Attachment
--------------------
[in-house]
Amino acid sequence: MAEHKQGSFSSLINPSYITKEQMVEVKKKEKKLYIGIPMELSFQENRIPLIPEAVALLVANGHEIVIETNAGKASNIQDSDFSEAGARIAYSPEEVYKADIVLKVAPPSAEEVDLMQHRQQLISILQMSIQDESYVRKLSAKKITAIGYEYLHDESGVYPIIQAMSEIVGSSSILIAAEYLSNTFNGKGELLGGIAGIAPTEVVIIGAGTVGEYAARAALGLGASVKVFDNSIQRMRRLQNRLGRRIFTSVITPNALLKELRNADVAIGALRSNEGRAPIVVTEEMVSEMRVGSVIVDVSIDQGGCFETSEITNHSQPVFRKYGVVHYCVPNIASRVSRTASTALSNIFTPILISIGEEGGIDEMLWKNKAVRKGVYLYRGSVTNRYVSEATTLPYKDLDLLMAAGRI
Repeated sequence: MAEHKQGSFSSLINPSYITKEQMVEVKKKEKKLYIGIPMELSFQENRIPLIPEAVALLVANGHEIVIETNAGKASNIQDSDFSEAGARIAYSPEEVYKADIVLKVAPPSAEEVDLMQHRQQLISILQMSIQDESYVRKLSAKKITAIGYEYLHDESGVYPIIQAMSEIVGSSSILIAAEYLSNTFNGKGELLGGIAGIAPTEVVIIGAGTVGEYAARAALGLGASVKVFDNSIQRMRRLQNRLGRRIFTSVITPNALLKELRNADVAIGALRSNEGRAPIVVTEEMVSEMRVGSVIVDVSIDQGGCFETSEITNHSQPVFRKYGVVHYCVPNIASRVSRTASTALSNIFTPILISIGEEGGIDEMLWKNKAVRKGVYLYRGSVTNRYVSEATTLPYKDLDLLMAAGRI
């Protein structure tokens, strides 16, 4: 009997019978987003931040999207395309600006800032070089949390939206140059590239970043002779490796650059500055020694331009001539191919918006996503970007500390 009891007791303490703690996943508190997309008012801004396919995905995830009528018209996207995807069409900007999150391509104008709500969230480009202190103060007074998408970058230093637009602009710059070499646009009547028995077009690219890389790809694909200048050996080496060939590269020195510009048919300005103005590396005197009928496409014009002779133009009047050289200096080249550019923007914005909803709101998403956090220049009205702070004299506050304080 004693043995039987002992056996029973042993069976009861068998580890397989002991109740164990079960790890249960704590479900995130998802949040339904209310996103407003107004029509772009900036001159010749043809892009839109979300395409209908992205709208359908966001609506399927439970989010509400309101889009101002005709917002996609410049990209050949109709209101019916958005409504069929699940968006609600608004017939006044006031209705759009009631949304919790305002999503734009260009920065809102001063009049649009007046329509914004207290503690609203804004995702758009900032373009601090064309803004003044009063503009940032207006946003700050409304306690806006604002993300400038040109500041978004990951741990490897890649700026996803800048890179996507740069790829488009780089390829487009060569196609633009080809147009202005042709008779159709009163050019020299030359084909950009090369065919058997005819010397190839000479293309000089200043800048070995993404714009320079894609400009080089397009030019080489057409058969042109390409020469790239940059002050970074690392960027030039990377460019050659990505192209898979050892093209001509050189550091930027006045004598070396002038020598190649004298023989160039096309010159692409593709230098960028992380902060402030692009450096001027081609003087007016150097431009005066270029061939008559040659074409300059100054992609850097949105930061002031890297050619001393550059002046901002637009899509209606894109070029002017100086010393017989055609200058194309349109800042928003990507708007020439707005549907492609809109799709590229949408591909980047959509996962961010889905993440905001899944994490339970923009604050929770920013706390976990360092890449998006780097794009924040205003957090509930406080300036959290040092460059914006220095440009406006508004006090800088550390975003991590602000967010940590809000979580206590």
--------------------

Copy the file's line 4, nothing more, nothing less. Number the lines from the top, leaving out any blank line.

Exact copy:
């Protein structure tokens, strides 16, 4: 009997019978987003931040999207395309600006800032070089949390939206140059590239970043002779490796650059500055020694331009001539191919918006996503970007500390 009891007791303490703690996943508190997309008012801004396919995905995830009528018209996207995807069409900007999150391509104008709500969230480009202190103060007074998408970058230093637009602009710059070499646009009547028995077009690219890389790809694909200048050996080496060939590269020195510009048919300005103005590396005197009928496409014009002779133009009047050289200096080249550019923007914005909803709101998403956090220049009205702070004299506050304080 004693043995039987002992056996029973042993069976009861068998580890397989002991109740164990079960790890249960704590479900995130998802949040339904209310996103407003107004029509772009900036001159010749043809892009839109979300395409209908992205709208359908966001609506399927439970989010509400309101889009101002005709917002996609410049990209050949109709209101019916958005409504069929699940968006609600608004017939006044006031209705759009009631949304919790305002999503734009260009920065809102001063009049649009007046329509914004207290503690609203804004995702758009900032373009601090064309803004003044009063503009940032207006946003700050409304306690806006604002993300400038040109500041978004990951741990490897890649700026996803800048890179996507740069790829488009780089390829487009060569196609633009080809147009202005042709008779159709009163050019020299030359084909950009090369065919058997005819010397190839000479293309000089200043800048070995993404714009320079894609400009080089397009030019080489057409058969042109390409020469790239940059002050970074690392960027030039990377460019050659990505192209898979050892093209001509050189550091930027006045004598070396002038020598190649004298023989160039096309010159692409593709230098960028992380902060402030692009450096001027081609003087007016150097431009005066270029061939008559040659074409300059100054992609850097949105930061002031890297050619001393550059002046901002637009899509209606894109070029002017100086010393017989055609200058194309349109800042928003990507708007020439707005549907492609809109799709590229949408591909980047959509996962961010889905993440905001899944994490339970923009604050929770920013706390976990360092890449998006780097794009924040205003957090509930406080300036959290040092460059914006220095440009406006508004006090800088550390975003991590602000967010940590809000979580206590």